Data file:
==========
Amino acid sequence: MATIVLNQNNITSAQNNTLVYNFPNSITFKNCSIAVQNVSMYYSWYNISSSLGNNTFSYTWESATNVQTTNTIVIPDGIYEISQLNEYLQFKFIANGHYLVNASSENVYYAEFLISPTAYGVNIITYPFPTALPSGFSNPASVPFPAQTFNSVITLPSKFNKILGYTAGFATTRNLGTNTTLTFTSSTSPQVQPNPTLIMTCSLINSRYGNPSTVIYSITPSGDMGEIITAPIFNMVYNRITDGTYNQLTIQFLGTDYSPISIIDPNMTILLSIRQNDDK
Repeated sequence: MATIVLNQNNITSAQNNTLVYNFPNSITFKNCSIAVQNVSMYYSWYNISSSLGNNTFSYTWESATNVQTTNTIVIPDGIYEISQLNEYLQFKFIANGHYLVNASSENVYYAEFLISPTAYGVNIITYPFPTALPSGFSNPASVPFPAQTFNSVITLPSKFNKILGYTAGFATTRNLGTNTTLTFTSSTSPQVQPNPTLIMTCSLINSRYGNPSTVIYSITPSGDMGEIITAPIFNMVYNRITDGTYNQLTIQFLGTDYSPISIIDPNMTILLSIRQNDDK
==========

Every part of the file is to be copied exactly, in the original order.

Amino acid sequence: MATIVLNQNNITSAQNNTLVYNFPNSITFKNCSIAVQNVSMYYSWYNISSSLGNNTFSYTWESATNVQTTNTIVIPDGIYEISQLNEYLQFKFIANGHYLVNASSENVYYAEFLISPTAYGVNIITYPFPTALPSGFSNPASVPFPAQTFNSVITLPSKFNKILGYTAGFATTRNLGTNTTLTFTSSTSPQVQPNPTLIMTCSLINSRYGNPSTVIYSITPSGDMGEIITAPIFNMVYNRITDGTYNQLTIQFLGTDYSPISIIDPNMTILLSIRQNDDK
Repeated sequence: MATIVLNQNNITSAQNNTLVYNFPNSITFKNCSIAVQNVSMYYSWYNISSSLGNNTFSYTWESATNVQTTNTIVIPDGIYEISQLNEYLQFKFIANGHYLVNASSENVYYAEFLISPTAYGVNIITYPFPTALPSGFSNPASVPFPAQTFNSVITLPSKFNKILGYTAGFATTRNLGTNTTLTFTSSTSPQVQPNPTLIMTCSLINSRYGNPSTVIYSITPSGDMGEIITAPIFNMVYNRITDGTYNQLTIQFLGTDYSPISIIDPNMTILLSIRQNDDK